Book Review of The Silence of God by Gale Sears

Book Review: Gale Sears; The Silence of God

The Silence of God

By: Gale Sears

Publisher:Deseret Book

Published: June 15th, 2010


Hardcover: 400 pages

I’ve been waiting since mid June for The Silence of God to finally become available on Kindle. Every time I’ve entered the BYU bookstore I’ve eyed it with great interest. I will be serving my mission in Russia and so of course Russia is of particular interest these days. I also took a course on Early Russian History a few years ago which focused on Russian Literature along with Primary source letters written to the Tsars by Peasants and other petitioners. The course went right up to the events of the Russian Revolution and we spent a lot of time looking at the build up and social ferment for the revolt. I have long therefore been fascinated by the particular period described by Gale Sears in her new work of Historical Fiction.

Sears story focuses on the Lindolf Family. The Lindolfs were the only Latter Day-Saint family known in Russia during the time of the Bolshevik Revolution. Specifically, the story focuses on one of the Lindolf daughters Agnes and a fictional best friend named Natasha Ivanovna Gavrilova. Natasha is a devoted Bolshevik and daughter of a well-known professor. The story looks at the tension between Agnes’ faith and the ideals of the secular soviet state that emerged. Most of the story actually centers of Natasha’s crisis of faith as she is challenged by a copy of James Talmadge’s Articles of Faith given to her by Agnes’ father.

I purchased the book this afternoon and basically read it in one sitting. It is a very readable work filled with (some) well-developed characters and lots of great historical details. I certainly recommend it as work of Latter Day Saint Fiction that does not shy away from difficult emotional situations. Some of the scenes are heartbreaking and the fates of characters you love and care about do not always end up for the better. This is a rather bleak novel at times, as characters prayers go unanswered and tragedy is heavy (though hardly as bleak as real events perhaps would dictate). Yet, this is also a work of incredible faith through the most difficult times. The Lindlof family is kept alive through unspeakable tragedy due to their deep devotion to God.  I loved that Sears portrays faith as deeply impacting the lives of her religious characters. The outward manifestations of faith are apparent: The Lindlof’s administer blessings when faced with hardship or sickness, while her Russian Orthodox characters cross themselves. Perhaps more importantly, her characters speak a language of faith, which permeates their dialogue. This is a quality often missing in novels written by secular authors and it was much appreciated.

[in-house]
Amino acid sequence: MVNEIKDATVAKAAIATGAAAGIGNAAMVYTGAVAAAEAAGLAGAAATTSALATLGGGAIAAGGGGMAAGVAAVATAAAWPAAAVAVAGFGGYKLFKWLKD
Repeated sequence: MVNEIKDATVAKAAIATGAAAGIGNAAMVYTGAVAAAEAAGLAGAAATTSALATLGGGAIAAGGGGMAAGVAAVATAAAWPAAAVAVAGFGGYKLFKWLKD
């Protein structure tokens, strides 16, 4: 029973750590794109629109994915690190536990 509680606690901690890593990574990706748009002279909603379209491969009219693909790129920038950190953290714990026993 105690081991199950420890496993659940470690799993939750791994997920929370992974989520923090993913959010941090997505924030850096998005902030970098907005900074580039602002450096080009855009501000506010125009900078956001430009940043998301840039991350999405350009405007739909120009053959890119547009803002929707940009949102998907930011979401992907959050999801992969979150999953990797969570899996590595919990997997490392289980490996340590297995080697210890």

The characters of Agnes and Natasha are particularly well developed. Natasha’s inner thoughts as she struggles between disbelief and the possibility of a forbidden faith are vivid and well illustrated.  Additionally, some of the other characters turn out to be more rounded than one would first expect. Natasha’s parents, for instance, appear at first to be simple caricatures of faith versus reason, but both display a very human depth at various parts of the novel.

Intellectually, the book presents interesting questions about the ideal society. Sears shows the passionate appeal of Soviet ideals as she presents impoverished peasant conditions contrasted with the opulence of the Romanovs. About midway through the Book, a house that had been lived in by Lindlofs is given to four impoverished families to live in. It is clear that there is something unjust about such an unequal wealth distribution. Yet, Agne’s father also powerfully argues that the revolution and its ideals are bound to fail because “You cannot change a man’s nature or behavior by outside means. There must be a change of man’s heart, and only God can do that.” We see examples of this as Sears describes corrupt Bolshevik officials getting personal gain through the confiscation of the property of the wealthy. Yet, while Sears clearly rejects the Soviet ideology and even has one of her characters describe it as counter to the will of an Apostle, she allows us to feel its intellectual vibrancy and to understand its appeal. This is quite an accomplishment for an LDS author.

Yet, the book is not without its flaws. The facts of the Lindlof’s story would have been fascinating in and of itself, but Sears feels it necessary to insert the Lindolf characters into every conceivable event of Russian history in the period.  Early on, one of the sons is injured in the events of Bloody Sunday. After that, two of her sons fight in the Russian army and desert right before the final defeat of the Russian army. Still later, the family happens to be present in Yekaterinburg right as the Tsar and his family is brutally murdered. Sears twists the real life history of this family to put them conveniently in the path of historical events. Also, several worthwhile historical events in the lives of the family such as repeated visits from Swedish mission presidents to the family are left out of the novel. The novel thus focuses on grand historical events at the expensive of authentic events that could have given it more character.